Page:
In addition, the sum of the percentages of vertical and horizontal reinfo rcement is specified to be at least 0. Grouting was performed at 2-ft intervals at the hollow cores that contained the vertical reinforcement. Test Set-up and Instrument ation The walls were simply supported at the end and had a span of 74 in.

Two equal line loads, transverse to the span length, were applied to the face of each wall with the wall in a vertical position at the third points. Deflection and strain instrumentation were placed at specific locations on the walls. Figure 2 shows a schematic of the experimental set-up. A 55 kips MTS hydraulic actuator was operated under displacement control at a constant rate through a computer-based measurement and control system. Data acquisition was carried out on the the same computer system.

A displacement ramp was appl ied slowly and load was measured by the actuator precision load cell. The basic pattern of cracking was one of head joints separation and vertical Cracking splitting of the masonry units on the tension face. The cracks then propagated into the face-shell area in the same region. Once the crack pattern in the pure moment region had been established, load redistribution in the wall panel occurredas evidenced by the appearance of a set of vertical cracks just beyond the pure moment region.


Flexural Strength of Joint Reinforced Block Masonry Walls

The load at which these cracks in the shear span occurred was close to the failure load. Failure was preceeded by widening of cracks with no further addition to the crack pattern.

A loud snapping noise was heard shortly after the ultimate load was reached in the wall panels indicating the rupture of the joint reinforcement. Ultimate load increased when the amount of horizontal reinforcement in the wall increased, and joint reinforcement increased the flexural strength over walls without joint reinforcement. For walls without joint reinforcement the ultimate strength is assumed to be the cracking strength of the masonry assemblage. In comparing the ultimate load with the cracking load, it is found that joint reinforcement in every course increased the flexural strength by to percent depending on the type of reinforcement standard or extra heavy and joint reinforcement in every other course increased the flexural strength by just 64 percent Table 3.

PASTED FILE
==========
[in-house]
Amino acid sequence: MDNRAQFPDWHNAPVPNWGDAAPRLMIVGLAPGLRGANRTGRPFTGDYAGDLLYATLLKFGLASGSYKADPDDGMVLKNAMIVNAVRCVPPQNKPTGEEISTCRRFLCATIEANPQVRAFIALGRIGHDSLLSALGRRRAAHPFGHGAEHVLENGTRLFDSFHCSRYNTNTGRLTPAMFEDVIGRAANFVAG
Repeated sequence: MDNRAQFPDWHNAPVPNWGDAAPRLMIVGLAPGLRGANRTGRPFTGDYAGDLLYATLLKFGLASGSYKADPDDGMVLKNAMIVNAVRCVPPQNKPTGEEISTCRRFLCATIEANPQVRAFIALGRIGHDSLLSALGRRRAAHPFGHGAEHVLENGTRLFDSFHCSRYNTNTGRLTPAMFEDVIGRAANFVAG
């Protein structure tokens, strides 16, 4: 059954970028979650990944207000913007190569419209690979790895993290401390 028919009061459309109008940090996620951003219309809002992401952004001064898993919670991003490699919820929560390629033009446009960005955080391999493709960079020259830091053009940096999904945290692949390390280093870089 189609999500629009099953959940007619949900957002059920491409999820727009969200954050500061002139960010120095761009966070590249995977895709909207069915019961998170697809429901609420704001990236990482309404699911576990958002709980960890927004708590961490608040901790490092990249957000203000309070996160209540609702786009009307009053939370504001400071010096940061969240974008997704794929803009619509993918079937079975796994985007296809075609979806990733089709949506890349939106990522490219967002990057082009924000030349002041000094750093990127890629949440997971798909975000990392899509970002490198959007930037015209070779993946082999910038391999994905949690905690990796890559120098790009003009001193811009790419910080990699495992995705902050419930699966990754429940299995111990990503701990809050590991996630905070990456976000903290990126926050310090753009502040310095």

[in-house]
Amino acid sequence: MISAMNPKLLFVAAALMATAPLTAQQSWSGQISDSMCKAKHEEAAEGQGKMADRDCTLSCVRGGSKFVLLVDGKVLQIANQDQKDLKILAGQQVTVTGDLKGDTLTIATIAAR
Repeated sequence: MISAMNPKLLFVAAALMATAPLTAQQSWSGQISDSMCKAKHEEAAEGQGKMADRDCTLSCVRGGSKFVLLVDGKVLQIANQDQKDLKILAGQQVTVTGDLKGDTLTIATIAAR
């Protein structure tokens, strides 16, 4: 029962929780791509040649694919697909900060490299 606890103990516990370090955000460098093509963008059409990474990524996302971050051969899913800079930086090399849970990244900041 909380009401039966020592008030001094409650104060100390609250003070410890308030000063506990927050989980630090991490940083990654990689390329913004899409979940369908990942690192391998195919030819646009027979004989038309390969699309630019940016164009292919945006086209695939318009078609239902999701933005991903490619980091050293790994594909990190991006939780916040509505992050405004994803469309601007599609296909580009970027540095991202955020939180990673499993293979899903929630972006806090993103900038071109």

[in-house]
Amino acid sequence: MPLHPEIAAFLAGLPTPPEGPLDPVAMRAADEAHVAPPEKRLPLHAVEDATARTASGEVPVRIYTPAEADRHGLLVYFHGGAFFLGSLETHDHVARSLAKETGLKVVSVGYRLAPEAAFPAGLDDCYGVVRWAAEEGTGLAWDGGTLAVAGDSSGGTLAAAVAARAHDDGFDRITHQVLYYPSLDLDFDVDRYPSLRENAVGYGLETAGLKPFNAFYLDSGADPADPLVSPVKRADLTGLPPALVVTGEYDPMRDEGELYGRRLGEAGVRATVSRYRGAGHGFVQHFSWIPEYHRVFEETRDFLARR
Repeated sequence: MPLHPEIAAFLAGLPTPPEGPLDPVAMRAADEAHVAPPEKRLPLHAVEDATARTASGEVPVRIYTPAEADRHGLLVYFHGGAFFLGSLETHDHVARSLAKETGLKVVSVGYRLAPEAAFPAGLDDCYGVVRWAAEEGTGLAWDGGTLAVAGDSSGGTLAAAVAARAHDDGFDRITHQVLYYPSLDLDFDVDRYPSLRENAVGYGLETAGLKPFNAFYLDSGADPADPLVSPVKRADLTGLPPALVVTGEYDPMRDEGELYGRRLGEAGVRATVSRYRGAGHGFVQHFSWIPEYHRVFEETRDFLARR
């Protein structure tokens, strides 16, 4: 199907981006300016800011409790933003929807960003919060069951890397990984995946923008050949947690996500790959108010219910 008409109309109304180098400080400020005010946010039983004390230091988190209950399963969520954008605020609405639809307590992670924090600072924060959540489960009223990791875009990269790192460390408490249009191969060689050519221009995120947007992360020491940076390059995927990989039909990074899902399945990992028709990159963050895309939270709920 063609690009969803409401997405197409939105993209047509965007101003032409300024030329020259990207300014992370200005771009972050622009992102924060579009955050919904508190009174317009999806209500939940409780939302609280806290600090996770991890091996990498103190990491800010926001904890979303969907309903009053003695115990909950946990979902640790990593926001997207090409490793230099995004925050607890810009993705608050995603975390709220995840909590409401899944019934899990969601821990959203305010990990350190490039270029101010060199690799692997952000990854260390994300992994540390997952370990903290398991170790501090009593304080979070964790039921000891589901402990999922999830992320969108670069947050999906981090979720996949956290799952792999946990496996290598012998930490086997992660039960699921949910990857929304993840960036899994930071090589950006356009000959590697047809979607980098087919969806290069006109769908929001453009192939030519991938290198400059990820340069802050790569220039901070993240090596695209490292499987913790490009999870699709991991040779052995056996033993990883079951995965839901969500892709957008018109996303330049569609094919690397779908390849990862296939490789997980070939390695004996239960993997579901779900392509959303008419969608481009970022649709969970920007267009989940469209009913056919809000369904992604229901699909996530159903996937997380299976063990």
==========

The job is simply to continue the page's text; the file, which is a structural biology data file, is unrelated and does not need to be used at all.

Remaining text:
The complexity of the crack pattern was found to be dependent on the 53-79 of the joint reinforcement. Walls with joint reinforcement in every course had a more developed crack pattern than walf with joint reinforcement in just every other course. A minimum amount of joint reinforcement is required to maintain a safe ratio between the cracking load and the ultimate load.

Joint reinforcement in every course adequately provides this ratio. Joint reinforcement in every other course increased the flexural strength 5317-9 about 64 percent while joint reinforcement in every course increased the flexural strength by to percent.

Therefore, the code minimum steel requirement in the horizontal direction 0. ECE to Drexel University is gratefully acknowledged.

Sabia and Company and is gratefully acknowledged. C and West, H. Collaboration Engineering Solutions and Products. Reinforcement Schedules Practice With Answers.